Gracemere substation and powerline route
- Network management
- Major projects
- Gracemere substation and powerline route
We're investing in the local electricity network to meet the increasing demand for electricity in the Gracemere region and to provide residents with a secure and reliable electricity supply.
To secure the future electricity needs of the Gracemere region, we're constructing a new 20MVA modular substation in Gracemere, as well as a new 66,000-volt powerline, to connect the new Gracemere substation to Egans Hill substation.
This investment will increase the network’s capacity for the 10,000 homes and businesses in the Gracemere region and improve the security of the electricity supply with new options for restoring power following interruptions caused by severe weather and other unforeseen network events.
Keeping you informed
You can keep up to date on all the project activities and the construction schedule through our newsletters.
Download the newsletters about the Gracemere Substation and Powerline project.
- Gracemere Project Newsletter - October 2020 (PDF 577.2 kb)
- Gracemere Project Newsletter - September 2019 (PDF 586.4 kb)
- Gracemere Project Newsletter - July 2017 (PDF 341.6 kb)
- Gracemere Project Newsletter - May 2012 (PDF 1.2 mb)
Frequently asked questions
Download a copy of the Frequently Asked Questions (PDF 479.7 kb) for the Gracemere substation and powerline project.
Why is the project needed?
The demand load on the existing Malchi substation which supplies Gracemere is approaching capacity, and additional network capacity needs to be created to ensure a reliable supply for the township and to provide for future regional growth.
This increasing demand for electricity has resulted from a growing local population, new housing estate developments and additional industrial load requirements from the Gracemere industrial area. Our enhanced lifestyle choices contributing to the use of energy-hungry devices like air conditioners and plasma televisions are also increasing the pressure on the existing electricity distribution network.
This demand led us to identify that construction of a new substation was required to ensure the Gracemere community continues to be provided with a reliable power supply and adequately caters for economic growth and supports future regional development.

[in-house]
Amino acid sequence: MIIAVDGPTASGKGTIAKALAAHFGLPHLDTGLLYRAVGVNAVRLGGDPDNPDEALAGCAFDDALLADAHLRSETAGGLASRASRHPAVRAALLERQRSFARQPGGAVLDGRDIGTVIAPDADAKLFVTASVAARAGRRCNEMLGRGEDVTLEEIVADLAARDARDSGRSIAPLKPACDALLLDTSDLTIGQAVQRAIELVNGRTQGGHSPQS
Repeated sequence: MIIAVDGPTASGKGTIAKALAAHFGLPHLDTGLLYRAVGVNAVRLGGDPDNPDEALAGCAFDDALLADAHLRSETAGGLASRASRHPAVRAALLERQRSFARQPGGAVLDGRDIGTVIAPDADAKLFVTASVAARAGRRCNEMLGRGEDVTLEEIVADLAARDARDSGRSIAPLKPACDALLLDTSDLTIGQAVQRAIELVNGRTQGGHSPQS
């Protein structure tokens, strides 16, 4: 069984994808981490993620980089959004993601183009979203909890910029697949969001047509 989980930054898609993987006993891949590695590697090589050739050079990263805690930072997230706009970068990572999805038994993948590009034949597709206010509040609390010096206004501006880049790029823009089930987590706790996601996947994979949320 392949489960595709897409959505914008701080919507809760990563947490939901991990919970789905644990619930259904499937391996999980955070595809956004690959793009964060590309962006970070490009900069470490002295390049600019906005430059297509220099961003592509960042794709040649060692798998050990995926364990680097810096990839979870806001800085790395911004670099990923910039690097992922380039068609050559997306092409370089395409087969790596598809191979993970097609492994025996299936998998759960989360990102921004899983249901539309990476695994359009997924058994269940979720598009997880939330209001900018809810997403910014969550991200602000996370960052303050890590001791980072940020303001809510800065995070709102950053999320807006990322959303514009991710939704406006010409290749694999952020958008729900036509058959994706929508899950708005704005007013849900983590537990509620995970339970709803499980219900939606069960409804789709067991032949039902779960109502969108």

Did you consider other options?
We undertook a thorough assessment of a number of potential locations for the substation site in the Gracemere area.
We investigated available land based on the proximity to the electricity load, site access, network access and minimal social and environmental impacts.
The new substation for Gracemere needs to be located within the township to supply electricity to the growing number of residential estates being developed and planned for, as well as supplying the industrial area on the western approach to the town along the Capricorn Highway.
The selected location will also cater for increased demand from future commercial development within the Gracemere CBD. With the support of the Rockhampton Regional Council, we believe the selected substation site will offer the lowest overall environment, social and economic impact to the Gracemere community.
We investigated a number of powerline route options before the proposed powerline corridor was selected, taking into consideration social, environmental, design and cost factors.
What planning approvals are required?
The substation doesn't require planning approval under the current planning scheme.
While approval wasn't required, we chose to take a collaborative approach, working with Rockhampton Regional Council and the community to identify a suitable location for the substation. We've also taken guidance from Local and State planning agencies to ensure the project takes into consideration all potential impacts.
The proposed substation site was purchased as a private sale.
What were the environmental, design and cost factors that were considered before the line route was proposed?
Main considerations in selecting the powerline route included:
- Minimising the potential impact on homes and businesses, recreation areas, scenic and tourism areas, conservation and heritage areas, or areas zoned for future development
- Avoiding, where possible, extremely rough or steep terrain including water bodies
- Minimising the impact on small land parcels and cultivated land
- Minimising clearing of native vegetation and its potential habitat values and any impact on endangered and vulnerable ecosystems, or threatened flora and fauna species.
What will the substation look like?